**First, a bit of everything…**

For example:

Stick a one-meter square canvas onto a 99-cm square board, “then the other way round”.

Systematically generate all possible triangles from ten points arranged in a 4,3,2,1 pyramid (there are 105) and keep only those that are rectangular, isosceles or equilateral, or those that ‘’lean to the right, or ‘’threaten the previous ones’’, or even those which ‘’seem to be happy’’…

Draw a line and then try to have two thirds of the ants standing on it.

Swap diagonals of two ‘’slightly different’’ squares or of a square and an ‘’almost square’’ rhombus that have the same side.

Make an ephemeral equilateral triangle which sides are 23, 24 and 25 bricks arranged on the ground or, just for the time of an exhibition, wrap a string around four nails in the wall according to ‘’the ten interesting ways’’.

Record numbers from 1 to 100 in several languages with time intervals proportional to the number of letters that describes them.

**A bit of everything but not anything…**

… once one understands the approach: in all those works, “similarities” and “differences” are ‘’systematically’’ confronted by modifying the rules of construction or by using manufacturing processes based on simple rules, often logical or rational rules but not exclusively.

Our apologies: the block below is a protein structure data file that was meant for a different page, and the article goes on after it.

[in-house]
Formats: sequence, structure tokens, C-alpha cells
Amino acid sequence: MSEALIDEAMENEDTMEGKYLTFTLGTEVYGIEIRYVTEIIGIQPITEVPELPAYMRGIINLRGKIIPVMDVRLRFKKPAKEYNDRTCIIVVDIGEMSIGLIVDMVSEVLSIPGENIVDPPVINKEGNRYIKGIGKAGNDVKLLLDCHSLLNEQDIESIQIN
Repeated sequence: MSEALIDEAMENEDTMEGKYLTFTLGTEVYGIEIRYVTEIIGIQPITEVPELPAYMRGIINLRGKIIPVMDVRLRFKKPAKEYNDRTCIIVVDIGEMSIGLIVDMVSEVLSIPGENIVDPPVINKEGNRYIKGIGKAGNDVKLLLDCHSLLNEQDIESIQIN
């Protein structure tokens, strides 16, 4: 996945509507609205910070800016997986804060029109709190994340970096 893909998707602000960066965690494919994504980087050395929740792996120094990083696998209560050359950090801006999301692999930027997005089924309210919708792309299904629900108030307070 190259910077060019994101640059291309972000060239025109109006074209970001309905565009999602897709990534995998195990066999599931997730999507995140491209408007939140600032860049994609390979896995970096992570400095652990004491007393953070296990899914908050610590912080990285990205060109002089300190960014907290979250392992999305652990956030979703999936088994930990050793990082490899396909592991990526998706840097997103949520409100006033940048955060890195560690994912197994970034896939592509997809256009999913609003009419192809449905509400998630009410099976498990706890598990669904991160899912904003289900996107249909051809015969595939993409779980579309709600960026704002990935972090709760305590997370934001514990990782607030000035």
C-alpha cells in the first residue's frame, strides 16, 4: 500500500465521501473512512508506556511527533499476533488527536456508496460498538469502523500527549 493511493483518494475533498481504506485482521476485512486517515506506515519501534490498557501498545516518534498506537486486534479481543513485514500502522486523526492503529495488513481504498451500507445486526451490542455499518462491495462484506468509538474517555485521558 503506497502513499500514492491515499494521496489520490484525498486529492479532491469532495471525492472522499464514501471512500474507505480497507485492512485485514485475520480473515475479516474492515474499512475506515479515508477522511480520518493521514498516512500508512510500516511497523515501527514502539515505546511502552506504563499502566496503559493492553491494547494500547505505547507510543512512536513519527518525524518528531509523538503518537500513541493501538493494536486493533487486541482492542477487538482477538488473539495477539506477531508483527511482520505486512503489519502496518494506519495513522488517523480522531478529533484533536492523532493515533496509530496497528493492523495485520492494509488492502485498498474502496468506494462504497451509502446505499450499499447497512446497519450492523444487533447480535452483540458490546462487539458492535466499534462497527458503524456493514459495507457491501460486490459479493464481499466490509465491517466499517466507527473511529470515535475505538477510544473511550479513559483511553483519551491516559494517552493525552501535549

With these systems, the selection of the media and the “rules” must remain “minimal” if not simplistic in order to highlight the concept – the system, rather than the resulting artefact.

**Systems and rules.**

One may use a deterministic and highly rigorous system based on clear rules that can be mathematically or logically formalised such as drilling holes whose “diameters double in size”. Alternatively, one may use fuzzy rules though rigorous such as drilling “bigger sized holes” or applying a one square canvas ‘’over a smaller’’ square surface.

I also appreciate works in which an accidental modification of the process of construction produces unexpected results: barely folded squares with diagonals are an example in which the initial diagonals merge with those issued by folding the square.

I take pleasure in revealing that ultimately, “things that appear to be simple might not be as such and those that look alike are often different…’’